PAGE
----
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Unformatted text preview: Life History and Narrative Analysis: Feminist Methodologies Contextualizing Black Women’s Experiences with Severe Mental Illness M ARYA R. S OSULSKI Michigan State University School of Social Work N ICOLE T. B UCHANAN Michigan State University Department of Psychology C HANDRA M. D ONNELL University of North Texas Department of Rehabilitation, Social Work, & Addictions This paper discusses a methodological approach to research that enhances critical analysis by contextualizing qualitative research findings within participants’ individual experiences. We dem- onstrate the combined use of life history methods and feminist narrative analysis to explore Black women’s everyday experi- ences with mental illness, from their perspectives. These interpre- tive methods reach beyond pathologized conceptions of identity and adjustment that often narrowly characterize mental illness among Black women. Instead, these methods holistically describe a participant’s experiences and strategies she uses to pursue goals and enhance her life. The use of the methods is illustrated with examples from the life narrative of “Maria,” a Black woman living with serious mental illness. Our findings underscore the need for rigorous, culturally appropriate methods and further research to evaluate participants’ standpoints and needs, and Journal of Sociology & Social Welfare, September 2010, Volume XXXVII, Number 3 29 interventions to facilitate understanding and improved outcomes. Key words: black women, mental illness, identity, feminist narra- tive analysis, life history methods For Black women, the reality of living with mental illness is stark and complex. Psychological distress in Black popula- tions has increased considerably over the last decade, with an eight percent increase between 1993 and 2001 (Zahran, Kobau, Moriarty, Zack, & Giles, 2004). Women experience higher rates of mental illness than men, and women of color face more mental health-related hardship than White women (Zahran, et al., 2004). Given the limited knowledge about the hardships faced by Black women living with severe mental illness and other aspects of their quality of life, there is a need for research that holistically represents their experiences and perspectives. Life history methods and feminist narrative analysis tech- niques can be used to reach beyond pathologized concep- tions of identity and adjustment that often narrowly charac- terize mental illness among Black women . These interpretive methods help to holistically describe the study participants’ experiences—both beneficial and harmful—and identify the strategies they use to pursue their goals and enhance their lives while living with severe mental illness. The results can then be translated into chronicles of the women’s lives. In the current study, life stories of Black women with severe mental illness were collected and analyzed in order to promote their use by other Black women also attempting to frame their own...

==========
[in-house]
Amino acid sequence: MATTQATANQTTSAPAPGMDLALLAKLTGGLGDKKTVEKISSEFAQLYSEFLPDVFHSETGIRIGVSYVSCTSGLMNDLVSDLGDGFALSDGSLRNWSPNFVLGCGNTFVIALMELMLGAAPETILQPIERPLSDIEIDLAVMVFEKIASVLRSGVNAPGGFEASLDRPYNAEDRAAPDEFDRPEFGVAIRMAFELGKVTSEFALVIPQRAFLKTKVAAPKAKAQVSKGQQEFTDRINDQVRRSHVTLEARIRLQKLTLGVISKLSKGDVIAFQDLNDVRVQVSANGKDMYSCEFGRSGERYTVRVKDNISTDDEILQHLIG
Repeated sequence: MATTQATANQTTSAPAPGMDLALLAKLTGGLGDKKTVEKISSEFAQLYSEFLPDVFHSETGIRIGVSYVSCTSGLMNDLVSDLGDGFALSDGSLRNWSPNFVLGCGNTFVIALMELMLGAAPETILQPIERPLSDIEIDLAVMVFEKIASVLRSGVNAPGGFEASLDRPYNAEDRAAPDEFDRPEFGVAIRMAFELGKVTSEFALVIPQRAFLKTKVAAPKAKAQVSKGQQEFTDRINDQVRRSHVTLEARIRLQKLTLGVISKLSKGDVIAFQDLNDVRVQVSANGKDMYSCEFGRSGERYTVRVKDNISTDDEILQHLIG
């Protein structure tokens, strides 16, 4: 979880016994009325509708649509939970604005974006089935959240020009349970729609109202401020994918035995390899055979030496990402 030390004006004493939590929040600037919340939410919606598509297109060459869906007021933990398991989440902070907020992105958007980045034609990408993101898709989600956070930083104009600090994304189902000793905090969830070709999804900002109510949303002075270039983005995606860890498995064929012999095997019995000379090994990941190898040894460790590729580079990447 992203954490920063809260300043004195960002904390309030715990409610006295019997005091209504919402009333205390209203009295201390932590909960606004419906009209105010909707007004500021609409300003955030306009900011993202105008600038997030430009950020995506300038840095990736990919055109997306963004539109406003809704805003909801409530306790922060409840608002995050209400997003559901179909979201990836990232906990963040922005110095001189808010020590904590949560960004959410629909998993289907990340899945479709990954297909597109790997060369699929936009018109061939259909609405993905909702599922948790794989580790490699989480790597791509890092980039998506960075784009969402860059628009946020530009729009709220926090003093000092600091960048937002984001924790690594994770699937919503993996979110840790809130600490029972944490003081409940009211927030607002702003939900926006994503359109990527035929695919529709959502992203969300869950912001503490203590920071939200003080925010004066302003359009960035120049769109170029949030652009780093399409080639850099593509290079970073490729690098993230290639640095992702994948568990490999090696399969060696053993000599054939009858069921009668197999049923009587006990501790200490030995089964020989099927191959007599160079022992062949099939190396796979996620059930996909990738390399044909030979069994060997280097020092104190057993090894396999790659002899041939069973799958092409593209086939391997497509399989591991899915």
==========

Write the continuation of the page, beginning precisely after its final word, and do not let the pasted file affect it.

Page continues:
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This note was uploaded on 03/03/2012 for the course SCWK 242 taught by Professor Fredprochaska during the Spring '12 term at San Jose State.
- Spring '12